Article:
How 2015 Panned Out for Europe-Focused Mutual Funds
Putnam Europe Equity Fund
The Putnam Europe Equity Fund – Class A (PEUGX) invests “in established large and midsize companies across Europe that benefit from the region’s economy and from operations in global markets.” The fund literature states that it invests in growth or value stocks.
Fundamental research forms the backbone of the fund’s investment process. It supplements fundamental research by making use of macroeconomic analysis and quantitative tools. The fund manager pursues Putnam’s “blend” strategy, under which it can invest into either growth and value stocks. This indicates that it does not have a style bias.
The fund’s assets were spread across 71 holdings as of December 2015, and the fund was managing assets worth $360.9 million. As of December, its top ten equity holdings included TOTAL (TOT), ING Groep (ING), Unilever (UN), AstraZeneca (AZN), and Anheuser-Busch (BUD). These stocks comprised 11.4% of the fund’s portfolio.
For this analysis, we will be considering holdings as of September 2015, when the fund made available its latest sectoral breakdown. The holdings after September reflect the valuation-driven changes to the portfolio, not the actual holdings. The fund house declares portfolios once a quarter and has yet to release portfolios for December 2015.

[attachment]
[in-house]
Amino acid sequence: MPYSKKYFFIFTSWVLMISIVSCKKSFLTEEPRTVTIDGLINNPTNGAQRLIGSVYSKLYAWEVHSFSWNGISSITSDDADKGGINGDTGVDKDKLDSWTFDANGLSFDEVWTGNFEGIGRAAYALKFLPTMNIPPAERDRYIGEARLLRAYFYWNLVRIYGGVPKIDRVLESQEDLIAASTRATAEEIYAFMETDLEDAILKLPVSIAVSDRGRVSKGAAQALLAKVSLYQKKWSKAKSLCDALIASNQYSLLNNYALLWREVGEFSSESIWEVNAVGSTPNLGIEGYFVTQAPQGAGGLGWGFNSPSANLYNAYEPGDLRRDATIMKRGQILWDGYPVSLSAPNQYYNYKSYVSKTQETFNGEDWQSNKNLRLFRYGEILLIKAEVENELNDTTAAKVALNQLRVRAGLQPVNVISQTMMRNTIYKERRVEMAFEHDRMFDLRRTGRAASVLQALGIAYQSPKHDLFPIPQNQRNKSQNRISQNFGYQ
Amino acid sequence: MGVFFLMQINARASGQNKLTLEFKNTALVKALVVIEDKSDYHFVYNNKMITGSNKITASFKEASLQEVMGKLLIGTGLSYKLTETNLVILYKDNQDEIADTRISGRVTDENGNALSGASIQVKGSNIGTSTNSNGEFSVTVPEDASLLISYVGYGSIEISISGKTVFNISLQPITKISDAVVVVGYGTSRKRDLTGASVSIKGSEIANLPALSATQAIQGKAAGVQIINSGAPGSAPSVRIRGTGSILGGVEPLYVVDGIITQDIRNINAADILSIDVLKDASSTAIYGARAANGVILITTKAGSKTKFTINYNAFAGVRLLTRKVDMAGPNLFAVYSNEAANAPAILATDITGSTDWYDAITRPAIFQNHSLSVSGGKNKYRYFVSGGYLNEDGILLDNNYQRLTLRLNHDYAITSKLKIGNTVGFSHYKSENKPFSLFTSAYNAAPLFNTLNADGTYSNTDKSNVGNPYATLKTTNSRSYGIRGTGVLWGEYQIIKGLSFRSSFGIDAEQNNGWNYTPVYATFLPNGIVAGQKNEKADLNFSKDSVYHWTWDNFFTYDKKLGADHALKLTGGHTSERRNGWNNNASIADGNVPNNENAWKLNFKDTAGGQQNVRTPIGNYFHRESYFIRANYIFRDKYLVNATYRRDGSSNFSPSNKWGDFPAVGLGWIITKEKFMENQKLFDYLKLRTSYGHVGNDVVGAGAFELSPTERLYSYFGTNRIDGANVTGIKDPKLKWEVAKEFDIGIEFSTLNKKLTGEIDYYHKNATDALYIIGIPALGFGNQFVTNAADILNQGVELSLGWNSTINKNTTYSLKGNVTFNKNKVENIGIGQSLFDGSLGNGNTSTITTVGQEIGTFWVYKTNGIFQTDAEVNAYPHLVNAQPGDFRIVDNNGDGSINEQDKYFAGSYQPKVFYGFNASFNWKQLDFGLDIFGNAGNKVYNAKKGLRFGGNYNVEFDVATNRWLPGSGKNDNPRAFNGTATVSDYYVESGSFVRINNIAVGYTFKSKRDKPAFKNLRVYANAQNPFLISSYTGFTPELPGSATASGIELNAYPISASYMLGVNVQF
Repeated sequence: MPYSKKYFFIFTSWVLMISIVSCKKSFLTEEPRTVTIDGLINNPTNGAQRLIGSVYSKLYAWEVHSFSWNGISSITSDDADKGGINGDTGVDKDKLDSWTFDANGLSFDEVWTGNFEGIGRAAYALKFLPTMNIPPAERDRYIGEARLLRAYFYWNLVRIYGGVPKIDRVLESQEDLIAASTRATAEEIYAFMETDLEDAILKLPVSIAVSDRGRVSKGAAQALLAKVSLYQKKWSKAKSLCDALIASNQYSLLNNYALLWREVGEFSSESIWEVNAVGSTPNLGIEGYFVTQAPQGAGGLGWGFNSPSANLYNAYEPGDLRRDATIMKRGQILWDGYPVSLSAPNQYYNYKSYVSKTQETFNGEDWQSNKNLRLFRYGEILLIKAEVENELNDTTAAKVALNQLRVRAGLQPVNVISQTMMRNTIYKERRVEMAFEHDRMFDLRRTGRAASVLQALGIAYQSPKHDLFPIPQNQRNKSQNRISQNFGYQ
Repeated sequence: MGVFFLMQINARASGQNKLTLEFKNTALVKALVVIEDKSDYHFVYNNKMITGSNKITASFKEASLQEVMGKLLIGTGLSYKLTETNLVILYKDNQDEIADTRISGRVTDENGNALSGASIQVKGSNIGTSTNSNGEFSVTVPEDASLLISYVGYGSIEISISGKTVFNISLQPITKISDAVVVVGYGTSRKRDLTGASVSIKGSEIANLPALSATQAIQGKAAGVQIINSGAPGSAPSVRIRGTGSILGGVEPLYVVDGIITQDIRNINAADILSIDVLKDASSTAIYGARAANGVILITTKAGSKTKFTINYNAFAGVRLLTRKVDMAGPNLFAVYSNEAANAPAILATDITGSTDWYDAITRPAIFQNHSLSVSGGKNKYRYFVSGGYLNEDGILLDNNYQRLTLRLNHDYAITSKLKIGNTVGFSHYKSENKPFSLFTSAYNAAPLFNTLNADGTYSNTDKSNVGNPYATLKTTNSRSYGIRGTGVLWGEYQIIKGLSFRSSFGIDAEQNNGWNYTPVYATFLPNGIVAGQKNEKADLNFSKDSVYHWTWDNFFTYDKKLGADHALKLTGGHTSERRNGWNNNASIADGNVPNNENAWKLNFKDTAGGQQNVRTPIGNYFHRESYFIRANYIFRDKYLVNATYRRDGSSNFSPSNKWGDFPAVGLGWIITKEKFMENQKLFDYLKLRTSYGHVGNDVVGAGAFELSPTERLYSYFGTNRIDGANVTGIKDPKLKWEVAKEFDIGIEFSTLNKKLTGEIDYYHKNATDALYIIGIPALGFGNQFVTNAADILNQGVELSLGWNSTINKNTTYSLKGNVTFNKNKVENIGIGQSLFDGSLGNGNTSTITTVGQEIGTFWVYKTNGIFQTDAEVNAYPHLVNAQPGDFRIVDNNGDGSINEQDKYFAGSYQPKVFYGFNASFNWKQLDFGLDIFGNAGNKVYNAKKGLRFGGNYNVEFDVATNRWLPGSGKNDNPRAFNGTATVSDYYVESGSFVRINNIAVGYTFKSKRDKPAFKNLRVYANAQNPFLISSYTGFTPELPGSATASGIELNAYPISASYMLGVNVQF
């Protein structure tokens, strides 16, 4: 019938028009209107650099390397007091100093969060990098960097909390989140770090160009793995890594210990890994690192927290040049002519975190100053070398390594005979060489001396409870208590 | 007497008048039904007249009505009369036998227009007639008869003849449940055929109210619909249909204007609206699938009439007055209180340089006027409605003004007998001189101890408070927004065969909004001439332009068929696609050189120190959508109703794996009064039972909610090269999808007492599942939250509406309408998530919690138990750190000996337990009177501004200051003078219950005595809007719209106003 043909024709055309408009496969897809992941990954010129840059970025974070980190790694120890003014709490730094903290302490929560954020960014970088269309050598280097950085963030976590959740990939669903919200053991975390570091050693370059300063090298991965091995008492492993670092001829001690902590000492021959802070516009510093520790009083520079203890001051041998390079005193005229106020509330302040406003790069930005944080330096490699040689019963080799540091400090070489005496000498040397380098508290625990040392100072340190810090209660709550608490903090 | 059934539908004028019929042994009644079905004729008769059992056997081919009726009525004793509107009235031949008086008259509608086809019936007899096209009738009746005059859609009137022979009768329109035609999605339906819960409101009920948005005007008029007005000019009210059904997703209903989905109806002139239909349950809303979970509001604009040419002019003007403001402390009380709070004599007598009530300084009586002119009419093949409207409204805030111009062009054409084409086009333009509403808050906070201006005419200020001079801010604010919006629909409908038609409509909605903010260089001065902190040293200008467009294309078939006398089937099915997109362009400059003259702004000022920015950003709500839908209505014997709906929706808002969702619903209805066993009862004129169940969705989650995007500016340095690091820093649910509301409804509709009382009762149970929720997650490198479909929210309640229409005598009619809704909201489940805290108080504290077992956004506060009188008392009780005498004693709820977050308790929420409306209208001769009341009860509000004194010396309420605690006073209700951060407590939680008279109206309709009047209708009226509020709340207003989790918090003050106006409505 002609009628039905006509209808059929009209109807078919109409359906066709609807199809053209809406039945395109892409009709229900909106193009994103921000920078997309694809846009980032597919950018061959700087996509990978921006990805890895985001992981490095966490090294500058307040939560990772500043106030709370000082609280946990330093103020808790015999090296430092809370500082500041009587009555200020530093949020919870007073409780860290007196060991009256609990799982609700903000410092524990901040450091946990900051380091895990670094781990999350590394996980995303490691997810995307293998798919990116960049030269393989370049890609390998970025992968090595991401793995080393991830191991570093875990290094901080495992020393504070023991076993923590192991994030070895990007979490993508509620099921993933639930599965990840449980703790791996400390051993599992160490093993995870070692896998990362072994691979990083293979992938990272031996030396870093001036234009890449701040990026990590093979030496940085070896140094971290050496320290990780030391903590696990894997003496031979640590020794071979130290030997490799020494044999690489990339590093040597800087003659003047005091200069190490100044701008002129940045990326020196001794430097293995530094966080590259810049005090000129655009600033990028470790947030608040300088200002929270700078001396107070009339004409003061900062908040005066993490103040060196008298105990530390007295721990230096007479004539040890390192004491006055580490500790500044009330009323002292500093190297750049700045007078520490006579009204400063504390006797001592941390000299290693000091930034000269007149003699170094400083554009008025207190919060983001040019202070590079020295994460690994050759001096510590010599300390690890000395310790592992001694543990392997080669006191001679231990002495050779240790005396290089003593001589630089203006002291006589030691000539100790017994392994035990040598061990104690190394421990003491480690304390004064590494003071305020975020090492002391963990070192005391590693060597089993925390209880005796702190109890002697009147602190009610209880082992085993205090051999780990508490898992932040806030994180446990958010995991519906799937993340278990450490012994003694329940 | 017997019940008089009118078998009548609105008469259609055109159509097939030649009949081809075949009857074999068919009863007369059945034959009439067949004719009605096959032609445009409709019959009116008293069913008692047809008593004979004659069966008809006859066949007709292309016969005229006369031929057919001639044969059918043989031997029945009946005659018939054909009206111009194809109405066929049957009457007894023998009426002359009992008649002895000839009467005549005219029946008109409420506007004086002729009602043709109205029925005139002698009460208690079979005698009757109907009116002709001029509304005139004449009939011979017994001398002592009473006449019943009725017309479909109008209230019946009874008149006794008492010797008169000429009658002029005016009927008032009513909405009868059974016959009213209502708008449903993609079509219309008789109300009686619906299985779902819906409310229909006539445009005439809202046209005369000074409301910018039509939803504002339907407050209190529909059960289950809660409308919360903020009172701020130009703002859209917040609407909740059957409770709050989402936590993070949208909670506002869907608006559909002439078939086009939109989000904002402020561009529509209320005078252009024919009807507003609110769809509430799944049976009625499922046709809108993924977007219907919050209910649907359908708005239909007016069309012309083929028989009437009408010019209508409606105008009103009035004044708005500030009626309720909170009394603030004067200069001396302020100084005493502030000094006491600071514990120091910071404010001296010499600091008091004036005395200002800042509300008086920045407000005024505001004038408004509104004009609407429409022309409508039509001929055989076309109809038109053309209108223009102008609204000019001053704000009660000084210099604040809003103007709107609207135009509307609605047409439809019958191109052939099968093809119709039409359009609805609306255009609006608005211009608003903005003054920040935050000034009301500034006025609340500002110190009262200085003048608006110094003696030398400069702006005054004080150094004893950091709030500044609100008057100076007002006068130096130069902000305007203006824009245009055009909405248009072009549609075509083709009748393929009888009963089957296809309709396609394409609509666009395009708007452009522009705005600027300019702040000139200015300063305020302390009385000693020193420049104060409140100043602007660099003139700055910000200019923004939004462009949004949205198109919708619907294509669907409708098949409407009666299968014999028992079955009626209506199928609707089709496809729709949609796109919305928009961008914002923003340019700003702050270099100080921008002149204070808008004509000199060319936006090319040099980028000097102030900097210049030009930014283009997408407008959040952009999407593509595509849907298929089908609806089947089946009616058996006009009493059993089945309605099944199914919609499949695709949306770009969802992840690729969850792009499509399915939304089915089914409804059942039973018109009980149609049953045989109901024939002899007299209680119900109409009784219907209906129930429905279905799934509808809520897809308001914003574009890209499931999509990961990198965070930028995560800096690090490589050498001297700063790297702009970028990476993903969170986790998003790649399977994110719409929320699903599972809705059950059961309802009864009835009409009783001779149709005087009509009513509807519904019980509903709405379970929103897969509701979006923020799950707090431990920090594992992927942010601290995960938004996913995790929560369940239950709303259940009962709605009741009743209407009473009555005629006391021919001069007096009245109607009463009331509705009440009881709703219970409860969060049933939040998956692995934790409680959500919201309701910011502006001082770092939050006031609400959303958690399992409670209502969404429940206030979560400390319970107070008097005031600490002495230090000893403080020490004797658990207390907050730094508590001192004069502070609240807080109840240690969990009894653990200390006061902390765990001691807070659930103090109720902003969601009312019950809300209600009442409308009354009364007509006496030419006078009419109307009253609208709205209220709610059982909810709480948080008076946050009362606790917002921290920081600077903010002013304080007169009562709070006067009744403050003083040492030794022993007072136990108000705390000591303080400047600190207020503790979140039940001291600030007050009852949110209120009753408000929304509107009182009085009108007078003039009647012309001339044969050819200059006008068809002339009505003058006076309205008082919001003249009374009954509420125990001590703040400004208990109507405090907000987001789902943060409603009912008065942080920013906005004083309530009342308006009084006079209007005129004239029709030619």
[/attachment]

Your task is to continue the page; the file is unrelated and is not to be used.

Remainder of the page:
The fund invests across all ten GICS (global industry classification standard) sectors. Financials is the only sector that forms over a fifth of the fund’s assets. The healthcare and consumer discretionary stocks follow, in that order, and form a combined 28.6% of the portfolio. The consumer staples sector is the only other sector with a portfolio weight in double digits.
In 2015, allocation to consumer staples and industrial sectors was reduced, apart from materials. On the other hand, exposure to healthcare, information technology, and telecom services rose. For the most part, these portfolio moves indicate an increase in defensive bets.
The fund manager has stuck to the fund’s energy picks. However, most other sectors have seen a good amount of churn. An example is the financial sector. The fund exited positions in Banco de Sabadell (BNDS) and Banco Bilbao Vizcaya Argentaria (BBVA) while it began a position in Credit Suisse Group AG (CS).
How has the fund’s portfolio positioning impacted its returns in 2015? Let’s look at that in the next article.
Browse this series on Market Realist: